Home People Famous People Lord Halifax 90 – His Recipe for Good Health – Exercise and Glass of Beer.

Lord Halifax 90 – His Recipe for Good Health – Exercise and Glass of Beer.

June 1929

Sheffield Independent – Friday 07 June 1929

Lord Halifax 90.

His Recipe for Good Health

Exercise and Glass of Beer.

Viscount Halifax, of Hickleton Hall, near Doncaster, is 90 years of age to-day.

He left Hickleton Hall on Wednesday morning, and will remain in London to spend his birthday with his daughter, Mrs. G. R. Lane- Fox, wife of Colonel Lane-Fox. Tomorrow he will journey to Devon, where will spend a fortnight, before returning to Hickleton Hall.

But Lord Halifax, if he is 90 in years, is young in heart and still active in body. For he has the secret of happiness and good health.

It has ever been his practice to move intimatey among the people who live around the village of Hickleton, and last year, opening a bazaar in aid of the new Goldthorpe Parish Hall, he gave his secret of happiness.

“One cannot help living as long as I have,” he said then, “and 1 shall be 90 next year, without knowing two things. The first is that what is important to every man, woman and child is not that they should be good-looking or rich, but that they should be good men and women, and their characters should be such that everybody respects them. That is one essential. And if we be good men and women we have to be good Christians. There is no other secret happiness in this world than to love God and our neighbours as love ourselves.”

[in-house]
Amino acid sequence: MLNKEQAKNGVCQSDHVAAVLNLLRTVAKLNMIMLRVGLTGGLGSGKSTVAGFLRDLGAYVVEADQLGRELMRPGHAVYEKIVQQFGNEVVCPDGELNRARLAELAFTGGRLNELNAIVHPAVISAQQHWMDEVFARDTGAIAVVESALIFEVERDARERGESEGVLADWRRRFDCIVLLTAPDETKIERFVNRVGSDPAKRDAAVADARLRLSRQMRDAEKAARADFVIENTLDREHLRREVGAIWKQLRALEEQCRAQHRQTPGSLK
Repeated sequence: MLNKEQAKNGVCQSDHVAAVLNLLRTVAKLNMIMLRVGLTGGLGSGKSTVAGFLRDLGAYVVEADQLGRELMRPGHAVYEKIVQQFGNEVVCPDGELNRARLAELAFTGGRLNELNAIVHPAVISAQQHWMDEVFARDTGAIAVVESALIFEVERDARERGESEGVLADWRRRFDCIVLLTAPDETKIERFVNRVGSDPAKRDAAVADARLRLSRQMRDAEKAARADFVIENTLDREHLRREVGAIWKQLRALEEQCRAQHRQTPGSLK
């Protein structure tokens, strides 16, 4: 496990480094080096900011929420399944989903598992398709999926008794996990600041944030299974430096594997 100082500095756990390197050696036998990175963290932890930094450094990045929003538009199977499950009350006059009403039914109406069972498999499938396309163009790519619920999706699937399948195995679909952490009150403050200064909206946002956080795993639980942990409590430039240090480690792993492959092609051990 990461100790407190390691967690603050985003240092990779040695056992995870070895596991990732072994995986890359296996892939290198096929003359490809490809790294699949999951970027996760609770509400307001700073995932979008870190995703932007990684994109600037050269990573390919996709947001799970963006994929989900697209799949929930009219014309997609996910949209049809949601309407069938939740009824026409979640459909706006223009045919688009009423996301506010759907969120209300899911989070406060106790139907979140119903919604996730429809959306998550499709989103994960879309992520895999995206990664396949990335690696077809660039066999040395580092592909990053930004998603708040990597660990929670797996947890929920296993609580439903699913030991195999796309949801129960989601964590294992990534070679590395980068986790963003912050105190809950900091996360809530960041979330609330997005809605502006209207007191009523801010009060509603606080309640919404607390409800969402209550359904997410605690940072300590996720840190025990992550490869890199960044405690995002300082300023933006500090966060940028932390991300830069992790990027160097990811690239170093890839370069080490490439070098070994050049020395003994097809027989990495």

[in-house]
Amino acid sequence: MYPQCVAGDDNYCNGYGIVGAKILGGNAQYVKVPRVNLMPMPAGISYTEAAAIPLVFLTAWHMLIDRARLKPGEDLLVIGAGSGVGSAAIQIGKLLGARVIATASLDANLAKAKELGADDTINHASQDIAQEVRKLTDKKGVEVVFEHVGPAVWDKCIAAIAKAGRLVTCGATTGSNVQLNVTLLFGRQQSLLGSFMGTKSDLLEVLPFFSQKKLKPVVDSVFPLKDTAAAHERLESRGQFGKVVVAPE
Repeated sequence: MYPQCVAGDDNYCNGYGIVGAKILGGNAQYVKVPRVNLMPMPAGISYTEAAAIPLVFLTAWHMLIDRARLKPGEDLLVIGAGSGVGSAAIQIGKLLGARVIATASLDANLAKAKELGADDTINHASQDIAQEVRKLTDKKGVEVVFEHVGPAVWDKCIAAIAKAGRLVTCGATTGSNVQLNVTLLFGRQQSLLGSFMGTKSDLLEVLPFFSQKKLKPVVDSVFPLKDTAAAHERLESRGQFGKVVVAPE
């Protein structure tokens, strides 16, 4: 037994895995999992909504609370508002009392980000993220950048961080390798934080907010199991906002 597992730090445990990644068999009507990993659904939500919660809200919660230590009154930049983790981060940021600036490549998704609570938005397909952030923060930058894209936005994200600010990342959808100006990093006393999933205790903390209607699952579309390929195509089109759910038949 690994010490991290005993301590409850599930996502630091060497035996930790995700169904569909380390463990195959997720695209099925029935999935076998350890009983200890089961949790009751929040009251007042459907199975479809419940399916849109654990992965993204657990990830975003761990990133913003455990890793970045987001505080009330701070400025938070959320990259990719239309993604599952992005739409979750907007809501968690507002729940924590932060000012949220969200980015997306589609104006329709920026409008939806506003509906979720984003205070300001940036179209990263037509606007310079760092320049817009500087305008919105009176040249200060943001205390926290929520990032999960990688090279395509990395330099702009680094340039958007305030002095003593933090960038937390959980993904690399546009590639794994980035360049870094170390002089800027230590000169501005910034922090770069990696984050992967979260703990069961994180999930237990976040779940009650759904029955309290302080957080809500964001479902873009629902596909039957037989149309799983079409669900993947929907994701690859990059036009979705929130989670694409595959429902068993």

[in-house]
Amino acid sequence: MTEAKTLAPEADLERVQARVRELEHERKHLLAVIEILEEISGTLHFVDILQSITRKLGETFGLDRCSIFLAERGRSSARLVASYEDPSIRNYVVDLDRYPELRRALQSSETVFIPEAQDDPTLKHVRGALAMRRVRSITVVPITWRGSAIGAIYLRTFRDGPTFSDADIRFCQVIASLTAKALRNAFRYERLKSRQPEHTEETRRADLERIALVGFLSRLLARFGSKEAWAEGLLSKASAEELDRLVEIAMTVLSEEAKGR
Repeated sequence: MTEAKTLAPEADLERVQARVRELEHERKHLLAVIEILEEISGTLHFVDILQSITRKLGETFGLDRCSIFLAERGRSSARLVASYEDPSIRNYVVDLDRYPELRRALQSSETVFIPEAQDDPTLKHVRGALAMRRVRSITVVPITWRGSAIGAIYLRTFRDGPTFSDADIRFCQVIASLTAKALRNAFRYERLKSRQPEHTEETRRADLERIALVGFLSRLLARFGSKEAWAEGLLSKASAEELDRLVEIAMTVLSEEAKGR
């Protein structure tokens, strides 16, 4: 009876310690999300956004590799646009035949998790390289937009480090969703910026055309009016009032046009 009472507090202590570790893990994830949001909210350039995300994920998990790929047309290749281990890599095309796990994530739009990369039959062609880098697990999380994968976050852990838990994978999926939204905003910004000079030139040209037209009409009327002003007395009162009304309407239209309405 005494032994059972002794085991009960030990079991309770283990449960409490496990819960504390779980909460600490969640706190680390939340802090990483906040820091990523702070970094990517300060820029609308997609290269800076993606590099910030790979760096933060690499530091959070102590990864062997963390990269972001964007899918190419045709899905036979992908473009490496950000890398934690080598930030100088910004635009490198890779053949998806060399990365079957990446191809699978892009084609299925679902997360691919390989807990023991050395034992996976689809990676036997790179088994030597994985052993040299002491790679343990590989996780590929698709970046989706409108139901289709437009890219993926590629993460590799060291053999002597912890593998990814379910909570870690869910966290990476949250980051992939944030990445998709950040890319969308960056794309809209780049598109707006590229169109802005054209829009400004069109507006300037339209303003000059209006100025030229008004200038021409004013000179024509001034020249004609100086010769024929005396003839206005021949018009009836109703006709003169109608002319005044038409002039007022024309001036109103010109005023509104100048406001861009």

Secret Of Good Health.

His secret of good health is to take exercise and drink a glass of homebrewed beer every day. The exercise is taken in the Hickleton Hall grounds, set in the perfect surroundings of the village, a wonderful relic a bygone age. Although within a mile or two of large and important collieries, the world passes the rural spot by and leaves it untouched.

The highway to Barnsley passes through the village, and motorists see and wonder at the rural beauty of the place, near the swarming industrial populations. The thatched cottages, the village green, the simple agricultural folk plodding home in the dusk after a day’s toil in the scented fields—these are things among which he lives his sylvan retreat.

All the village folk are his tenants – he is the owner of 10,000 acres—and he knows the folk by name, and will often pause to give pennies to the children and chat with a plough boy.

In this rural paradise the aged peer walks every morning accompanied by his fox terrier, Gyp. The two are inseparable and no public function takes place which Lord Halifax attends which does not see the small dog seated close by his beloved master

Beautiful Grounds

The grounds of the Hall are extensive, and contain wonderful flower beds among which peacocks strut proudly. Two years ago a herd of deer were transferred from the estates at High Melton to Hickleton and travellers along the highway to-day may see the graceful animals grazing peacefully in the park.